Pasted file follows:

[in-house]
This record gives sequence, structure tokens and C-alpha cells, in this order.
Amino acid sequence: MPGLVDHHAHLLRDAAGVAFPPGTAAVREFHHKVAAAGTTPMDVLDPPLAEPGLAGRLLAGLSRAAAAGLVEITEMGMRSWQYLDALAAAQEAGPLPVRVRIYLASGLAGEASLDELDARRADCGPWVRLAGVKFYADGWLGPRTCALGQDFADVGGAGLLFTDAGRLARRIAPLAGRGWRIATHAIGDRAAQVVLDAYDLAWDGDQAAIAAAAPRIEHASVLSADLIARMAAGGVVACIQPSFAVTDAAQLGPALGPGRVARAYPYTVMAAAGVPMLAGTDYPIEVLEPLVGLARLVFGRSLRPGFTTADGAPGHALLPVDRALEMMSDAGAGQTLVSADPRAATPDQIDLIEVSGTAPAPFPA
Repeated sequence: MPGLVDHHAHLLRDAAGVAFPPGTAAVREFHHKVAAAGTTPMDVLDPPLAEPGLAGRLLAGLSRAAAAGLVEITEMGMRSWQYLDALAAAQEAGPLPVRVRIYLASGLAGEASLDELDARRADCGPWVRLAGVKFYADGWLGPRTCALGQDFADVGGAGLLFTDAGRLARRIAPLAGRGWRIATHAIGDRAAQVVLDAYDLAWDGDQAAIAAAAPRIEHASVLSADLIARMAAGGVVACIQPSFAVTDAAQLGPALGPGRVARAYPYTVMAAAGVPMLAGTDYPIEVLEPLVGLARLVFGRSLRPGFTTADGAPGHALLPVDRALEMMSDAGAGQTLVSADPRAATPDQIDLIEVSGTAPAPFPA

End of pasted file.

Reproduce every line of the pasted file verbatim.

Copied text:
[in-house]
This record gives sequence, structure tokens and C-alpha cells, in this order.
Amino acid sequence: MPGLVDHHAHLLRDAAGVAFPPGTAAVREFHHKVAAAGTTPMDVLDPPLAEPGLAGRLLAGLSRAAAAGLVEITEMGMRSWQYLDALAAAQEAGPLPVRVRIYLASGLAGEASLDELDARRADCGPWVRLAGVKFYADGWLGPRTCALGQDFADVGGAGLLFTDAGRLARRIAPLAGRGWRIATHAIGDRAAQVVLDAYDLAWDGDQAAIAAAAPRIEHASVLSADLIARMAAGGVVACIQPSFAVTDAAQLGPALGPGRVARAYPYTVMAAAGVPMLAGTDYPIEVLEPLVGLARLVFGRSLRPGFTTADGAPGHALLPVDRALEMMSDAGAGQTLVSADPRAATPDQIDLIEVSGTAPAPFPA
Repeated sequence: MPGLVDHHAHLLRDAAGVAFPPGTAAVREFHHKVAAAGTTPMDVLDPPLAEPGLAGRLLAGLSRAAAAGLVEITEMGMRSWQYLDALAAAQEAGPLPVRVRIYLASGLAGEASLDELDARRADCGPWVRLAGVKFYADGWLGPRTCALGQDFADVGGAGLLFTDAGRLARRIAPLAGRGWRIATHAIGDRAAQVVLDAYDLAWDGDQAAIAAAAPRIEHASVLSADLIARMAAGGVVACIQPSFAVTDAAQLGPALGPGRVARAYPYTVMAAAGVPMLAGTDYPIEVLEPLVGLARLVFGRSLRPGFTTADGAPGHALLPVDRALEMMSDAGAGQTLVSADPRAATPDQIDLIEVSGTAPAPFPA